PARIS (Reuters) - A Muslim convert arrested on suspicion of stabbing a French soldier in a Paris suburb was motivated by religion and had shown some signs of radicalization, French authorities said on Wednesday.
The attack took place on May 25, three days after attackers chanting Islamist slogans killed a British soldier in London.
France has been on a security alert since January, when its troops began fighting al Qaeda-linked Islamists in Mali.
Prosecutor Francois Molins said authorities were treating the Paris attack as a terrorist act.
The suspect had been seen on a surveillance camera saying a Muslim prayer minutes before the assault on a soldier on patrol in the La Defense business district of Paris, he said.
“The nature of the incident, the fact it took place three days after London, and the prayer just before the act lead us to believe he acted on the basis of religious ideology and that his desire was to attack a representative of the state,” Molins told a news conference.
“It seems clear the intent was to kill.”
The soldier, who was attacked from behind with a knife, was released from hospital on Monday.
The suspect, identified by police as Alexandre Dhaussy, was arrested in a Paris suburb on Wednesday after being identified through fingerprints.
His age was originally given as 22 but authorities later clarified that he would reach that age on May 30.
Molins said the suspect was known to police for crimes such as theft and possession of firearms and that he converted to Islam as an adult. No details of his ethnicity were given.
Police later said Dhaussy had been identified by intelligence services for showing some signs of radicalization, but had not been considered dangerous and was not monitored any further.
He had, for instance, refused a job in 2011 that would mean he had to work alongside women and been checked by police in 2012 for acting suspiciously and not wanting to wait for a bus with women, police said.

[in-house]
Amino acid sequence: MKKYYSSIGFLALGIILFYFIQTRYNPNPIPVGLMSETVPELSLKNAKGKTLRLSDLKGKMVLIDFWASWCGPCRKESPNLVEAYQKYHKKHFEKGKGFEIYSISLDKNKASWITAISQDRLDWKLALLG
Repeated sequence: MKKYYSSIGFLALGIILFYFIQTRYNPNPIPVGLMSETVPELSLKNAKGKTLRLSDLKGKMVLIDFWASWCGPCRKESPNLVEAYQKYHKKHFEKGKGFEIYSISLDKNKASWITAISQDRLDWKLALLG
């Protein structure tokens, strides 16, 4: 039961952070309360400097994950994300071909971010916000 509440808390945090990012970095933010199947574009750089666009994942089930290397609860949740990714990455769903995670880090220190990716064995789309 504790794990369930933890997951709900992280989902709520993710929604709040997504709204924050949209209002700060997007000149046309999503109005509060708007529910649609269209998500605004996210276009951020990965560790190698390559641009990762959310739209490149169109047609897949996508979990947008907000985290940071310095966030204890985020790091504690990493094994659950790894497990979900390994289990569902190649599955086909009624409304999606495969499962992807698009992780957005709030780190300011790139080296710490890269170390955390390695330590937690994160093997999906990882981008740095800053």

France’s Muslim population is estimated at 5 million-6 million and is the biggest in Europe, the legacy of the French colonization of North and West Africa and subsequent waves of immigration into the suburbs of cities such as Paris, Marseille and Lyon.
In March 2012, the country was shocked by the killing of four Jews and three soldiers in and around the southern city of Toulouse by a radicalized French Muslim called Mohamed Merah, who was later shot dead by police.
That attack was the worst on French soil since bombings in 1995 on the underground train network by Algeria’s Armed Islamic Group that killed eight and wounded scores.
“This incident comes at a time of concern, threats, terrorist threats that this country has been receiving for the past few months. So we have to remain alert,” Interior Minister Manuel Valls said on i>Tele television of the Paris stabbing.
In Britain, the killing of the soldier in what the government said appeared to be a terrorist attack has led to protests against radical Islam and fears of a possible anti-Muslim backlash.
Additional reporting by Brian Love and Ingrid Melander; Editing by Mark John and Alison Williams